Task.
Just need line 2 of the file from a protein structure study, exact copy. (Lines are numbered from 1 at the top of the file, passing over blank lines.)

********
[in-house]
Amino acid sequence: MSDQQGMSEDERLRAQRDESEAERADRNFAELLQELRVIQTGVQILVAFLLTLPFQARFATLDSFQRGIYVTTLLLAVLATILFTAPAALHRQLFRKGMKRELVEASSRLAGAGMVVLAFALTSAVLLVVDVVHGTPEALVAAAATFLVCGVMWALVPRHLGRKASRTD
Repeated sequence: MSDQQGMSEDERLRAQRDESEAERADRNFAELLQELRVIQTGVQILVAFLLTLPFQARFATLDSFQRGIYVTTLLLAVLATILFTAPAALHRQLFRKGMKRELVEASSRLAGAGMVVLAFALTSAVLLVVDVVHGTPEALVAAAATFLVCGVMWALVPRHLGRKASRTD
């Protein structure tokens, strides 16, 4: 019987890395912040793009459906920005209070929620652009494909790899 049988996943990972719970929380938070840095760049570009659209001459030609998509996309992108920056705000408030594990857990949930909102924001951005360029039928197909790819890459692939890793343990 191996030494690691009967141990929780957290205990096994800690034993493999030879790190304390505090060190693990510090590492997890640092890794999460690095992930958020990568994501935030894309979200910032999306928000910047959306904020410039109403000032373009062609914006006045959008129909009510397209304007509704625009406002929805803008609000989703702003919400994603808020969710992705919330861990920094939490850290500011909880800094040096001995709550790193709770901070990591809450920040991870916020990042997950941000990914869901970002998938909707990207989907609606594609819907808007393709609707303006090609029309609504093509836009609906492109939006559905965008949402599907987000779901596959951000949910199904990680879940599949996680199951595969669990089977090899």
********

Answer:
Amino acid sequence: MSDQQGMSEDERLRAQRDESEAERADRNFAELLQELRVIQTGVQILVAFLLTLPFQARFATLDSFQRGIYVTTLLLAVLATILFTAPAALHRQLFRKGMKRELVEASSRLAGAGMVVLAFALTSAVLLVVDVVHGTPEALVAAAATFLVCGVMWALVPRHLGRKASRTD